Crisis contingency planning is something many businesses put off. It’s being brought into sharp focus now. Existing plans have been dusted down, and emergency meetings held to create plans where none existed. I hope you’ve thought things through at your business or in your department.
What happens if you’re 50% down on staff? What about 100%? What happens if you’re 50% down on orders? What happens if regular suppliers stop functioning?
You can’t move fast when these eventualities happen if you don’t have a plan in place.
Marketing staff who are in charge of company communications have a critical role to play here. How long does it take to get a message out? If an external organisation – such as a PR company – is part of your normal procedure, what will you do if they’re not available?
What we need to do now
- List every potential bad scenario that you can think of, such as those above.
- Have a written plan for coping with each one.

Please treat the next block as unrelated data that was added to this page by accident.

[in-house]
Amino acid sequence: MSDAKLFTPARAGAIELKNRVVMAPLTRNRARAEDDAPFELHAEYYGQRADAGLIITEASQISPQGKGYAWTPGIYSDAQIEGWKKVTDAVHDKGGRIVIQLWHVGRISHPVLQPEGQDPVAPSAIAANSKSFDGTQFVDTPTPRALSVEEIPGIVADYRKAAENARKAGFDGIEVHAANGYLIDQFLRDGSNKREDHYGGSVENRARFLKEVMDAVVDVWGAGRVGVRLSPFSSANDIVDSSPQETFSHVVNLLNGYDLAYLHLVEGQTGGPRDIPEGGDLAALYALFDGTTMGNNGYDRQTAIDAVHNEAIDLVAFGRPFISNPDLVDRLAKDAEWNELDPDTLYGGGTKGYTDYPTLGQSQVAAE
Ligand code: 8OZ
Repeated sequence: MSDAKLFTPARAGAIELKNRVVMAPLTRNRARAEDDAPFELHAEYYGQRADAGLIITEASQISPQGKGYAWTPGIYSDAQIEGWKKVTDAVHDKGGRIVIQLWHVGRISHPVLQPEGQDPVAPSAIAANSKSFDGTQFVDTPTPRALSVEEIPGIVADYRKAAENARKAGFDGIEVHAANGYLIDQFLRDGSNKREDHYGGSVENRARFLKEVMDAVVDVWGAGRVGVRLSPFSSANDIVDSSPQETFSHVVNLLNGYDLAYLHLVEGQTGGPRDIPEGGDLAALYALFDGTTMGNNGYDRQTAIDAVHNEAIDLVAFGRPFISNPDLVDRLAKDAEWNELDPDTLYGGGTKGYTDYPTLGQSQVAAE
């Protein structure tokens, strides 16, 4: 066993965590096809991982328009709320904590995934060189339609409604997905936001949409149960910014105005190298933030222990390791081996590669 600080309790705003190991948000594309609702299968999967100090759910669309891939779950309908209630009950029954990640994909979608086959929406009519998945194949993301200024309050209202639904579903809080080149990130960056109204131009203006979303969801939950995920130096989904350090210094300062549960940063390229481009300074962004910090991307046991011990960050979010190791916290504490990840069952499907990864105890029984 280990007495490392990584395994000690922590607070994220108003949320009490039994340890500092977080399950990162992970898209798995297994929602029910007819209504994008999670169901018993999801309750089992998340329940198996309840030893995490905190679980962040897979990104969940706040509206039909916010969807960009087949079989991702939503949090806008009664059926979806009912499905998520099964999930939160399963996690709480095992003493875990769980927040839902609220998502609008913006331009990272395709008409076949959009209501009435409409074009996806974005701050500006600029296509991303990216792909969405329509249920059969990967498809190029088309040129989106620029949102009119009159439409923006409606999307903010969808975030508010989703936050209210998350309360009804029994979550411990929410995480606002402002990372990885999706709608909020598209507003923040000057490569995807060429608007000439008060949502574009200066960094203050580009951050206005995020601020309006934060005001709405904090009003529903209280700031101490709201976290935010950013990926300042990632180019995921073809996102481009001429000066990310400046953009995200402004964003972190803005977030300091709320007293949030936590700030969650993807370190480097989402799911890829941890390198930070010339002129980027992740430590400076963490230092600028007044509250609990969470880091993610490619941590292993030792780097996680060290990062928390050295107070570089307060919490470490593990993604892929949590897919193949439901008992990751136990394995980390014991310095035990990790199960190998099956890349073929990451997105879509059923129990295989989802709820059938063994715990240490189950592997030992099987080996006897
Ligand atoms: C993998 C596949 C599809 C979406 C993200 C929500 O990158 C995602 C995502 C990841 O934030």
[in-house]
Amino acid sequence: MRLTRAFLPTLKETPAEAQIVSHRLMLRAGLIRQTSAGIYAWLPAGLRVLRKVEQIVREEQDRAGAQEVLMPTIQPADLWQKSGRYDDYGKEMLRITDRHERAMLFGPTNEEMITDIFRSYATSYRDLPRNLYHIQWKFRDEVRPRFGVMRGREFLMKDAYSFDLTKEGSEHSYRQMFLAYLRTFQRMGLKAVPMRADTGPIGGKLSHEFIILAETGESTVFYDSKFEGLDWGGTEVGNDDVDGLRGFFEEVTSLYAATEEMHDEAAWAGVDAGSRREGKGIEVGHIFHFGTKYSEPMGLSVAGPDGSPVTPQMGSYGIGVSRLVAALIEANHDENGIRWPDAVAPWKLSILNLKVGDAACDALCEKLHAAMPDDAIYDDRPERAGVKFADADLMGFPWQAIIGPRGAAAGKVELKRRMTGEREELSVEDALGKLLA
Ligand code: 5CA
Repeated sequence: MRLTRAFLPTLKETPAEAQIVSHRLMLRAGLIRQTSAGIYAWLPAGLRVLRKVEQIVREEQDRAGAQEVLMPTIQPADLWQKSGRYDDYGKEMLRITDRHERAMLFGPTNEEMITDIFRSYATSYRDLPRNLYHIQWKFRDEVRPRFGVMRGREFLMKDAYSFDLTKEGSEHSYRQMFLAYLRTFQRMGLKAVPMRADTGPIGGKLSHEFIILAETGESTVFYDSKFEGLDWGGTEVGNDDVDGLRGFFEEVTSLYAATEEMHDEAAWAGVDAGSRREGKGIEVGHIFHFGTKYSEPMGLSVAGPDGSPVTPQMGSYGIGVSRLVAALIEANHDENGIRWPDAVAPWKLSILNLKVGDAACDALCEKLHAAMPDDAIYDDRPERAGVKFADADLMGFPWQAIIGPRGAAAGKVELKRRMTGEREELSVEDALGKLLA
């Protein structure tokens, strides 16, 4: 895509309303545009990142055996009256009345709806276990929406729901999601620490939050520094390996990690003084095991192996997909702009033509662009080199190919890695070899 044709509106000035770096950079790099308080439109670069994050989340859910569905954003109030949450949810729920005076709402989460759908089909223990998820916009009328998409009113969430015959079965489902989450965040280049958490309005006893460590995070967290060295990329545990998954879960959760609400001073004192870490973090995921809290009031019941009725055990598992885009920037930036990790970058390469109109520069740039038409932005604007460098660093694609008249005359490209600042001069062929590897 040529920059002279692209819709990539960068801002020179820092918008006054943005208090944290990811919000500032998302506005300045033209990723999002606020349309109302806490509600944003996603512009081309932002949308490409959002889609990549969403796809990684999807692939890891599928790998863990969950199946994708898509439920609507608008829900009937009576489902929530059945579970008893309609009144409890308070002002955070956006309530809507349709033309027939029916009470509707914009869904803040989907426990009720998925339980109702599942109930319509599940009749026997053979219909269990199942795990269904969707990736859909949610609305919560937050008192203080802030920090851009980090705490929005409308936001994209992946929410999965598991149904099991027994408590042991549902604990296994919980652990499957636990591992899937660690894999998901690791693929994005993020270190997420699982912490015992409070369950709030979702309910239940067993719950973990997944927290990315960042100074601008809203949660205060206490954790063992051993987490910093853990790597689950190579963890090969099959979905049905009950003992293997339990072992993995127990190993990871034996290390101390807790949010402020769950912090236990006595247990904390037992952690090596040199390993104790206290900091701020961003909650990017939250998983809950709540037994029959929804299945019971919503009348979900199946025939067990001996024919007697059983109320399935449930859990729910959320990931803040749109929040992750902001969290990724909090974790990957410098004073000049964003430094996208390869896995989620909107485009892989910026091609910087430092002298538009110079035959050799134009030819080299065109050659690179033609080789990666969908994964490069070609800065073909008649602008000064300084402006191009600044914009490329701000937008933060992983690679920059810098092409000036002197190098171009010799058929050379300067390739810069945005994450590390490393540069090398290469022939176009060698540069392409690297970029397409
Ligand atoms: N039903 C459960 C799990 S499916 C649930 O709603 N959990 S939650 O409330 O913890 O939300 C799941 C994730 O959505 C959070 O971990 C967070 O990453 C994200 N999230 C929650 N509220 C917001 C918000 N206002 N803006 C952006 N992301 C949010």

- Have a plan for informing customers affected in each case.
- Have a plan for informing staff affected in each case.
- Ensure other people have access to, and can action, the plans.
- Where the plans involve other organisations, have a further plan for coping if you don’t have their services.
These plans should include immediate ‘holding statements’ and where these should be disseminated (client database, social media, etc.). The statements should show empathy first, but list clear actions that are going to be taken. It’s essential to be realistic and above all, honest. You need to reassure the audience with the truth (people will never be more forgiving than they are at the moment). Failing to do so will create larger problems in the future.
The best communications in a crisis are fast, accurate and helpful. Having never faced a situation like this before, any business can be forgiven for not having had plans in place for the current potential eventualities. But if you haven’t got them, you need to create them in the next few days.